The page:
Becoming a mom does NOT mean you must struggle with tight, achy necks and shoulders. If you are looking for a comprehensive system to help strengthen your post-baby core and bring some balance back to the body, you might be interested in my FREE training: How to Strengthen Your Post-Baby Core (Once and for all!). Click here to sign up.

Watch the FREE Yoga and Diastasis Masterclass!

Why Hip Openers Are NOT The Solution To Tight, Achy Hips

Why Hip Openers Are NOT The Solution To Tight, Achy Hips

Some of the most common (and beloved!) poses in yoga include traditional hip openers…but these poses may not be serving your post-baby body. Read below (or watch the video) to understand why!

As a new yoga teacher I LOVED putting people into some long hip openers. Think half-pigeon and Baddha Konasana, poses where legs are externally rotating to open the hips.

Well, you know what they say… when you know better, you do better. Now, when I see extended hip openers in yoga, I cringe. For most postpartum bodies, these poses aren’t helping…and are possibly making hip issues worse.

Pregnancy As An Injury

In many ways, pregnancy acts like an injury to the body.

Pregnancy creates certain muscular imbalances and these imbalances destabilize parts of the body.

Most notably, the core and pelvic floor weaken, and the back and hip flexors tighten to compensate.

The Role of The Core

In a normal body, the core creates stability for the spine and pelvis (among other jobs).

The muscle tone in your core keeps your spine from being too loosy-goosy. This prevents herniated discs and other back issues that we don’t want.

The abdominals also stabilize the pelvis from above and keep the pelvis from shifting around with every step we take.

Muscular Changes During Pregnancy

However, as your baby grows during pregnancy, your core muscles weaken and can’t provide the stability the body needs.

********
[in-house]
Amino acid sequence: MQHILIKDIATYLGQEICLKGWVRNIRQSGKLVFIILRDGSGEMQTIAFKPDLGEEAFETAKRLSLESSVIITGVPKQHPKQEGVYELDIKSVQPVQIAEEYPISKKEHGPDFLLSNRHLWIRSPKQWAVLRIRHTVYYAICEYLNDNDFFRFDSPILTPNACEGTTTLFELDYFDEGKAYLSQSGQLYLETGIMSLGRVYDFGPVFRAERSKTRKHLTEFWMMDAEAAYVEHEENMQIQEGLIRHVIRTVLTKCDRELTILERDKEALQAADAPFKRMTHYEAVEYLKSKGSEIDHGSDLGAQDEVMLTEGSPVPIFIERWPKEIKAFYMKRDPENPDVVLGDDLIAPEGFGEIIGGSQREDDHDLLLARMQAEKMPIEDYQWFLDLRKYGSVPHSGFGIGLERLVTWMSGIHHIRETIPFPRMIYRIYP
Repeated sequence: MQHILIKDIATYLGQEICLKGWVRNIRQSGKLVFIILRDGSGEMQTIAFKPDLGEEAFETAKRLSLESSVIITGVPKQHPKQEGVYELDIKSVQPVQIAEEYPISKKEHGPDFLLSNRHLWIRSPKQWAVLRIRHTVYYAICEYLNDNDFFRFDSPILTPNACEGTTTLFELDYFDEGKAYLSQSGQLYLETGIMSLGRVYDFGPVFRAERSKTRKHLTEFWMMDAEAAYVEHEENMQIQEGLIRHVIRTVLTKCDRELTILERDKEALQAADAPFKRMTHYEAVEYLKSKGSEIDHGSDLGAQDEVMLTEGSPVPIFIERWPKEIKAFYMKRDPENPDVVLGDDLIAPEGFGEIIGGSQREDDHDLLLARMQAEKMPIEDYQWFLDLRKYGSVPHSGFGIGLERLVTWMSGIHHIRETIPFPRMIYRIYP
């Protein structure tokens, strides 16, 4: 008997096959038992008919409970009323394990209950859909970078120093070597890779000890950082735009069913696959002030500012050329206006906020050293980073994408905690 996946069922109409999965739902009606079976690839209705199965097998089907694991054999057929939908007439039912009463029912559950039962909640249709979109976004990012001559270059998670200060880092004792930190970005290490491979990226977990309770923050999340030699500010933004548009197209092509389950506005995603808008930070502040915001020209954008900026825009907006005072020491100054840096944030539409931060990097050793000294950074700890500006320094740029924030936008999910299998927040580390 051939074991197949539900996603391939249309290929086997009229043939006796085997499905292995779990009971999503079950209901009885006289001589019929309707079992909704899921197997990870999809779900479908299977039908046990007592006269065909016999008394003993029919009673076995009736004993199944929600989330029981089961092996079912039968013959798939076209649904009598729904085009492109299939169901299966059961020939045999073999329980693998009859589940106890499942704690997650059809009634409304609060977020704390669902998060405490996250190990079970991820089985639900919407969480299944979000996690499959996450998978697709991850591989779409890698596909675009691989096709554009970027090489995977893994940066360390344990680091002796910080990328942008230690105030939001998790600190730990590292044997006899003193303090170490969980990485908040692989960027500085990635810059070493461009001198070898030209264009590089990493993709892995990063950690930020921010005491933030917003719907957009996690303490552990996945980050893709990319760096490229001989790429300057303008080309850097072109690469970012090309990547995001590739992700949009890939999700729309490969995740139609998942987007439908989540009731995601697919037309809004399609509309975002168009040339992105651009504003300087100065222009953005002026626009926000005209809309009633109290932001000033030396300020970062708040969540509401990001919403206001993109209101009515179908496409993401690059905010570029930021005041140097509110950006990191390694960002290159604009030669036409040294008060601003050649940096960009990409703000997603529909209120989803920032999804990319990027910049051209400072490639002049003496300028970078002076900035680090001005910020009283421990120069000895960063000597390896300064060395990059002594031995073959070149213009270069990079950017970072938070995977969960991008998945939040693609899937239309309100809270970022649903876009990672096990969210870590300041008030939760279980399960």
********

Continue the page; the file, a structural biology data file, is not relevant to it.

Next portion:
Other parts of the body pick up the slack. The muscles of the back and the hip flexors, especially the psoas, lock down to stabilize the spine.

This creates a lovely, messy cascade in the body.

With the psoas doing the job of the core, the pelvis loses stability.

As a result, another muscle, the tensor fasciae latae (TFL), starts locking down.

The TFL is on your outer hip, around where your pant pockets would be. It’s primarily responsible for turning the leg out.  

But when it needs to, it can tighten to create stability in the pelvis. (Sidenote: the TFL connects to the IT band. If your ITB has been bothering you since pregnancy, the TFL might be the culprit!)

So, as your core is weakening, the back, psoas and TFL are working overtime on jobs they aren’t designed to do. This impacts other body parts.

The TFL is a bully to the glutes, and shuts them off.

When that happens it causes more instability for the pelvis, so other areas kick in.

Sometimes this includes the pelvic floor. (If you’ve got a tight pelvic floor…this might be why!)

What do you get from this big mess?

Things like extremely tight hips, an unstable pelvis, SI joint instability, IT band flare ups, and that post-pregnancy mom-butt!

STRETCHING IS NOT THE ANSWER!

When we feel tight and achy…what do we do?

Most of us immediately think ‘STRETCH!’

We get into half-pigeon and other hip openers to get some relief.

Unfortunately, when we stretch, we force muscles to lengthen that are working REALLY hard to create stability.

Think about that for a moment…what are you doing to your body?

By stretching muscles that are holding things in place, you destabilize the entire system.

This is the reason that any relief that comes from the stretching doesn’t last for long…and why you may feel EVEN tighter afterward.

Your muscles are trying to protect you from the length you’ve created.

A Different Approach

So what do we do? If you’re feeling chronically tight or unstable, I know you want relief.

And while stretching can be helpful, our top priority must be to rebalance the imbalances pregnancy created.

We need to strengthen muscles that are weak so that the overworked muscles can chill out!

And…you’re in luck, because I have a FREE Happy Hips Masterclass that will show you how to do just that. 

Watch the FREE Happy Hips Masterclass!